The work done by these people in all its various forms and parts of the process is not always glamorous. In fact, it is often dangerous. There are accidents at plants and refineries every day. Such a statistic is incredible, especially for how little any of it is reported.

This dangerous work deserves to be rewarded with praise similar to what other professions receive. If teachers prepare children for the future, energy workers get them to the school today. Police keep the streets safe, and firefighters fight destruction, but neither would be possible without the workers in the energy industry.

So, take a moment today and thank those who work hard in relatively dangerous work to make sure everyone has heat in their homes, gas in their car, and charged phones in their pockets.

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Construction Site Accidents and the Importance of Seeking Legal Advice

»Posted by on Oct 19, 2013 in Personal Injury, Workplace Injury | 0 comments

One of the most common causes of accidents that lead to a high rate of injuries and death is work-related; and among all job types recorded in the US Department of Labor, accidents in and around construction sites top the list.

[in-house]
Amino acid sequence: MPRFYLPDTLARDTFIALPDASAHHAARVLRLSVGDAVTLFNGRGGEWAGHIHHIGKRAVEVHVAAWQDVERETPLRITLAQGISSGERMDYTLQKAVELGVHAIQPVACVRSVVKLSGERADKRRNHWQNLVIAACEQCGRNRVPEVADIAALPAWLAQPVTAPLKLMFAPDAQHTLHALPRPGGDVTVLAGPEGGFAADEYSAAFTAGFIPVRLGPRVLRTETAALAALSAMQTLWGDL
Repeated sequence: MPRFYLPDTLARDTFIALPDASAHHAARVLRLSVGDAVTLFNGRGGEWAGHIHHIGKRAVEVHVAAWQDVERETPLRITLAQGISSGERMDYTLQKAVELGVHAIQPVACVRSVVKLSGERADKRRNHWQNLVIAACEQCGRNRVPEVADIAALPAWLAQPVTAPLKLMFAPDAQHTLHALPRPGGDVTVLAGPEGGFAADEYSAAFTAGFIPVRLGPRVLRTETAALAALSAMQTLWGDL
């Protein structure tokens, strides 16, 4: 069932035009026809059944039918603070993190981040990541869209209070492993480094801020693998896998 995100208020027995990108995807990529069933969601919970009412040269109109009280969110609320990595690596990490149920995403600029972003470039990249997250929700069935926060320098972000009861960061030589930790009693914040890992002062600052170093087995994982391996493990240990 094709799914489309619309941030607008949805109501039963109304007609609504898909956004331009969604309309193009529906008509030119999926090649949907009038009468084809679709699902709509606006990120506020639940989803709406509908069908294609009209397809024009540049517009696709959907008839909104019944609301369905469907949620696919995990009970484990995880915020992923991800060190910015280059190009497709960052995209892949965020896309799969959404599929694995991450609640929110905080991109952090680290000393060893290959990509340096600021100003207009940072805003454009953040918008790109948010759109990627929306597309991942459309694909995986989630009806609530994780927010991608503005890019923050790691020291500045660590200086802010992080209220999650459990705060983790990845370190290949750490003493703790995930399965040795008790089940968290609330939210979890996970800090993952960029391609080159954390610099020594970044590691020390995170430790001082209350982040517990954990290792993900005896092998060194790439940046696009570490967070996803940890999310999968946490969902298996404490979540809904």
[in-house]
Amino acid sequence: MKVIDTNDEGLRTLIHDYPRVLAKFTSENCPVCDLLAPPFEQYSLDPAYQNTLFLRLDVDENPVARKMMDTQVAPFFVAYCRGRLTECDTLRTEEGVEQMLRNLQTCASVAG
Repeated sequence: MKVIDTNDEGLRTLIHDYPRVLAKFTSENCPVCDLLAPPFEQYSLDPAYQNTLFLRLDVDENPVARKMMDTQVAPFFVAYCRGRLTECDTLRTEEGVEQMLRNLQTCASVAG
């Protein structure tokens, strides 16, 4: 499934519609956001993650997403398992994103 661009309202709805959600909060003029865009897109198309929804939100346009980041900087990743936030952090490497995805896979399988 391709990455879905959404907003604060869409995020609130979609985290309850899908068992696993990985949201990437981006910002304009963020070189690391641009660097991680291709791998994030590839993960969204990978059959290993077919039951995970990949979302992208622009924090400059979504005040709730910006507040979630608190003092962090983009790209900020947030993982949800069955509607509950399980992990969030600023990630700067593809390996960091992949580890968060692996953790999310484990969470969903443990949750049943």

The early part of the 20th century showed the most alarming number in construction-related accidents, where workers were the primary victims. Though definitely a very regrettable issue, something good came out of it, at least, such as the implementation of the Workers’ Compensation Law, which was passed in 1902 in Maryland. It was between 1911 and 1920, though, when majority of the states started to adopt the law (North Carolina, Florida, South Carolina, Arkansas and Mississippi were the last five states to adopt it – between 1929 and 1948). The Workers’ Compensation Law mandated majority of employers in the US to provide workers insurance benefits (which included wage replacement and medical benefits) that will ensure fast financial assistance in the event of injury or death.